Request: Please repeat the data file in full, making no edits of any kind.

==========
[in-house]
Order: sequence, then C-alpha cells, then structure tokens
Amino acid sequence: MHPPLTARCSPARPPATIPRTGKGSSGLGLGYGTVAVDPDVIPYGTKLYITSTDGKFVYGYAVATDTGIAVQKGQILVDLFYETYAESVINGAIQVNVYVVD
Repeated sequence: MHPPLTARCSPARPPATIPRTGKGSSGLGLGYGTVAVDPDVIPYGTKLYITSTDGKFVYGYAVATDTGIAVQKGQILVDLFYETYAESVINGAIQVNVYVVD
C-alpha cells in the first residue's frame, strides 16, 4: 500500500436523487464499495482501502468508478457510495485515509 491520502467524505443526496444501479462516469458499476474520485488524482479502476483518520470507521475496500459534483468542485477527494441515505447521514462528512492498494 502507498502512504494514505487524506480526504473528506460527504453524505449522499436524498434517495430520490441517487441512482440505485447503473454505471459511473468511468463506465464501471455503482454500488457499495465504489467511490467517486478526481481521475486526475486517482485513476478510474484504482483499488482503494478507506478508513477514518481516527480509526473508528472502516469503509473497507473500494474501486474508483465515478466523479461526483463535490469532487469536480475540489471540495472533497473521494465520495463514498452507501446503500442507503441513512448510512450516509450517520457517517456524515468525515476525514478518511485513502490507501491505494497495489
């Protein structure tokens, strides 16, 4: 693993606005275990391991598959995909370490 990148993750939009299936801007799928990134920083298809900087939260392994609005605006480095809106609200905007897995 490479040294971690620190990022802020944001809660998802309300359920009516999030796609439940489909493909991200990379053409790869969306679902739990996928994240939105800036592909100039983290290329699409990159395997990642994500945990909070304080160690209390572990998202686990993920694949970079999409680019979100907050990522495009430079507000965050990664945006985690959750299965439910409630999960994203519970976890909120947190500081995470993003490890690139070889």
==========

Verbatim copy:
[in-house]
Order: sequence, then C-alpha cells, then structure tokens
Amino acid sequence: MHPPLTARCSPARPPATIPRTGKGSSGLGLGYGTVAVDPDVIPYGTKLYITSTDGKFVYGYAVATDTGIAVQKGQILVDLFYETYAESVINGAIQVNVYVVD
Repeated sequence: MHPPLTARCSPARPPATIPRTGKGSSGLGLGYGTVAVDPDVIPYGTKLYITSTDGKFVYGYAVATDTGIAVQKGQILVDLFYETYAESVINGAIQVNVYVVD
C-alpha cells in the first residue's frame, strides 16, 4: 500500500436523487464499495482501502468508478457510495485515509 491520502467524505443526496444501479462516469458499476474520485488524482479502476483518520470507521475496500459534483468542485477527494441515505447521514462528512492498494 502507498502512504494514505487524506480526504473528506460527504453524505449522499436524498434517495430520490441517487441512482440505485447503473454505471459511473468511468463506465464501471455503482454500488457499495465504489467511490467517486478526481481521475486526475486517482485513476478510474484504482483499488482503494478507506478508513477514518481516527480509526473508528472502516469503509473497507473500494474501486474508483465515478466523479461526483463535490469532487469536480475540489471540495472533497473521494465520495463514498452507501446503500442507503441513512448510512450516509450517520457517517456524515468525515476525514478518511485513502490507501491505494497495489
């Protein structure tokens, strides 16, 4: 693993606005275990391991598959995909370490 990148993750939009299936801007799928990134920083298809900087939260392994609005605006480095809106609200905007897995 490479040294971690620190990022802020944001809660998802309300359920009516999030796609439940489909493909991200990379053409790869969306679902739990996928994240939105800036592909100039983290290329699409990159395997990642994500945990909070304080160690209390572990998202686990993920694949970079999409680019979100907050990522495009430079507000965050990664945006985690959750299965439910409630999960994203519970976890909120947190500081995470993003490890690139070889």